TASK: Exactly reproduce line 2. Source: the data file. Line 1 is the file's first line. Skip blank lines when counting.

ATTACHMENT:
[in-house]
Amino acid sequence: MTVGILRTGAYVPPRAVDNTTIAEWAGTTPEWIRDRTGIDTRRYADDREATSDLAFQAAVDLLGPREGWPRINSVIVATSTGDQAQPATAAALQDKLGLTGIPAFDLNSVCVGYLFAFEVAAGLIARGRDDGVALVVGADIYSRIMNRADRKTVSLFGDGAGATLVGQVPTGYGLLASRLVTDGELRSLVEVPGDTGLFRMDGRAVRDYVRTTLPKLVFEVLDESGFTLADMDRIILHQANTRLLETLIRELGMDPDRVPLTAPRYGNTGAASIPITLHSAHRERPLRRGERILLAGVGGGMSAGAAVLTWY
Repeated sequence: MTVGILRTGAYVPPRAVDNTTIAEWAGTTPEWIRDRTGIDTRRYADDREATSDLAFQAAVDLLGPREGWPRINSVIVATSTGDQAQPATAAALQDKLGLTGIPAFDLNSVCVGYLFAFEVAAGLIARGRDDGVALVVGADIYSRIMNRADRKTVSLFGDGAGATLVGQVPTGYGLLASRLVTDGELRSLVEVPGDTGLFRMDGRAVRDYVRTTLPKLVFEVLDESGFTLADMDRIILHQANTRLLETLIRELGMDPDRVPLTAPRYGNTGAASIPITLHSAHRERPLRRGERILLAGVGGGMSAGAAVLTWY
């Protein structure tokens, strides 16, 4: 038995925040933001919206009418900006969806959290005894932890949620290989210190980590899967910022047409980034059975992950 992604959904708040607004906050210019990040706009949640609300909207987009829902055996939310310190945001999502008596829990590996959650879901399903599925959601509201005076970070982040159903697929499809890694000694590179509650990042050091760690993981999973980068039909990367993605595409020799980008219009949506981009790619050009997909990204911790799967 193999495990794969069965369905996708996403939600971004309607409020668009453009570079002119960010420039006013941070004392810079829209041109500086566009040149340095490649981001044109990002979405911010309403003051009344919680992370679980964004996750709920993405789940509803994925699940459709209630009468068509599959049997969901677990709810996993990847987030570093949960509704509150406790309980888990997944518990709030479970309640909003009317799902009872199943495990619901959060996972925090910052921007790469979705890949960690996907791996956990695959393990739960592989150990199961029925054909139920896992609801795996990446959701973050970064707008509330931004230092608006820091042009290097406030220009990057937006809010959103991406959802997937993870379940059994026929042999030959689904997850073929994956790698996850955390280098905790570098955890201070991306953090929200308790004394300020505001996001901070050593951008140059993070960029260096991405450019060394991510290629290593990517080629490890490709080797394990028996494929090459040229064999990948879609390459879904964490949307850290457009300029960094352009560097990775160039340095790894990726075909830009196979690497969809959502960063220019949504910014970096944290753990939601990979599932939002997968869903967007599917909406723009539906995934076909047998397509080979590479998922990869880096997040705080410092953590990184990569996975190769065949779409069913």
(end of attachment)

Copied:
Amino acid sequence: MTVGILRTGAYVPPRAVDNTTIAEWAGTTPEWIRDRTGIDTRRYADDREATSDLAFQAAVDLLGPREGWPRINSVIVATSTGDQAQPATAAALQDKLGLTGIPAFDLNSVCVGYLFAFEVAAGLIARGRDDGVALVVGADIYSRIMNRADRKTVSLFGDGAGATLVGQVPTGYGLLASRLVTDGELRSLVEVPGDTGLFRMDGRAVRDYVRTTLPKLVFEVLDESGFTLADMDRIILHQANTRLLETLIRELGMDPDRVPLTAPRYGNTGAASIPITLHSAHRERPLRRGERILLAGVGGGMSAGAAVLTWY